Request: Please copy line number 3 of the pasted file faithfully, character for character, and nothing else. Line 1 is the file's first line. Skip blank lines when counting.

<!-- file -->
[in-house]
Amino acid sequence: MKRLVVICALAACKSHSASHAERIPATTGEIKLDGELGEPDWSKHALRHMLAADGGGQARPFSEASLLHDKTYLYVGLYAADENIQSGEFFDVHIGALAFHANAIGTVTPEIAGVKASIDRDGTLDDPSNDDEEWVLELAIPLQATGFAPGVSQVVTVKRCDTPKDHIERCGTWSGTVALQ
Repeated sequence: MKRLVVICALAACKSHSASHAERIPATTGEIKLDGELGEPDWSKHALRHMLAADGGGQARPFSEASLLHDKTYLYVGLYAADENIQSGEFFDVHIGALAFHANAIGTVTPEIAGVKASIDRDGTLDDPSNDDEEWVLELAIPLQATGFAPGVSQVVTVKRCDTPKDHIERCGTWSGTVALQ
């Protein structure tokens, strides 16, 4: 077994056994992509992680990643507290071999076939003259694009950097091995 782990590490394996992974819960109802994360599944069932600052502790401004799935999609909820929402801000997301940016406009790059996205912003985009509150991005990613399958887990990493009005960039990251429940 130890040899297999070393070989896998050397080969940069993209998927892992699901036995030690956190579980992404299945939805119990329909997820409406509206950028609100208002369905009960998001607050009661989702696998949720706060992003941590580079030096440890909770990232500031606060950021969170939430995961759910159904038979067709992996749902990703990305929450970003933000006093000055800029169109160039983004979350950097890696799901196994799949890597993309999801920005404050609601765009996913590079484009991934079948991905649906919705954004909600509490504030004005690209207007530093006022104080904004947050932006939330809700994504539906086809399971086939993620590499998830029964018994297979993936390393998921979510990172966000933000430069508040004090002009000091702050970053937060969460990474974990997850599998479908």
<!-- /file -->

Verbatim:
Repeated sequence: MKRLVVICALAACKSHSASHAERIPATTGEIKLDGELGEPDWSKHALRHMLAADGGGQARPFSEASLLHDKTYLYVGLYAADENIQSGEFFDVHIGALAFHANAIGTVTPEIAGVKASIDRDGTLDDPSNDDEEWVLELAIPLQATGFAPGVSQVVTVKRCDTPKDHIERCGTWSGTVALQ